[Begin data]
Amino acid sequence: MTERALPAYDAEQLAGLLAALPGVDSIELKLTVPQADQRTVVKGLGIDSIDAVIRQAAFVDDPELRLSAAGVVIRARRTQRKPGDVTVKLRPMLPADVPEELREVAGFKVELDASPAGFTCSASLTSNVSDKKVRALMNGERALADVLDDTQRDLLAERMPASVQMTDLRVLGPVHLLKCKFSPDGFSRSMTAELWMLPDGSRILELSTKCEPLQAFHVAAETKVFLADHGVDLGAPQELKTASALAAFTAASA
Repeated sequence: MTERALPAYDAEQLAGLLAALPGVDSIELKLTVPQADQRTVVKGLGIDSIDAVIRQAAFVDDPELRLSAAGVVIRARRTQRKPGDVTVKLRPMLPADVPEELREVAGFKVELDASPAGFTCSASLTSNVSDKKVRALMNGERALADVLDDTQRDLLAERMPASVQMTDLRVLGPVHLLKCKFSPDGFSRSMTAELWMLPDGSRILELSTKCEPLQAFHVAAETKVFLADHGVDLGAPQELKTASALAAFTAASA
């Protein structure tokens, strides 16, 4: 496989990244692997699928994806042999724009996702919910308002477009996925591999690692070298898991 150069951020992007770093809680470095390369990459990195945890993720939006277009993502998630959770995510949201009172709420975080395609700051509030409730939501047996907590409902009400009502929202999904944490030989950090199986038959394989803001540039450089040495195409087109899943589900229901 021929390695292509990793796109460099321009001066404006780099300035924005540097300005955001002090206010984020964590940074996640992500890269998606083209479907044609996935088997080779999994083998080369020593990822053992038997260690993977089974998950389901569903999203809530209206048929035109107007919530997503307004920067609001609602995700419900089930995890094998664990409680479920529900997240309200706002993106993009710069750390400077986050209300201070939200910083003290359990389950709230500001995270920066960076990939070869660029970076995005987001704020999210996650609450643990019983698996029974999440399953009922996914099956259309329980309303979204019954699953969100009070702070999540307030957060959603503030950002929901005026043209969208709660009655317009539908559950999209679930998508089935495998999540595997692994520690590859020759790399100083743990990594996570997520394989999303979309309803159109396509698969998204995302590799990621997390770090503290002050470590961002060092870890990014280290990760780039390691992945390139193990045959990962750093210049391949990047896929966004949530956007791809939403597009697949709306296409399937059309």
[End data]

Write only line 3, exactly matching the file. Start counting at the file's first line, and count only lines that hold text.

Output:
């Protein structure tokens, strides 16, 4: 496989990244692997699928994806042999724009996702919910308002477009996925591999690692070298898991 150069951020992007770093809680470095390369990459990195945890993720939006277009993502998630959770995510949201009172709420975080395609700051509030409730939501047996907590409902009400009502929202999904944490030989950090199986038959394989803001540039450089040495195409087109899943589900229901 021929390695292509990793796109460099321009001066404006780099300035924005540097300005955001002090206010984020964590940074996640992500890269998606083209479907044609996935088997080779999994083998080369020593990822053992038997260690993977089974998950389901569903999203809530209206048929035109107007919530997503307004920067609001609602995700419900089930995890094998664990409680479920529900997240309200706002993106993009710069750390400077986050209300201070939200910083003290359990389950709230500001995270920066960076990939070869660029970076995005987001704020999210996650609450643990019983698996029974999440399953009922996914099956259309329980309303979204019954699953969100009070702070999540307030957060959603503030950002929901005026043209969208709660009655317009539908559950999209679930998508089935495998999540595997692994520690590859020759790399100083743990990594996570997520394989999303979309309803159109396509698969998204995302590799990621997390770090503290002050470590961002060092870890990014280290990760780039390691992945390139193990045959990962750093210049391949990047896929966004949530956007791809939403597009697949709306296409399937059309």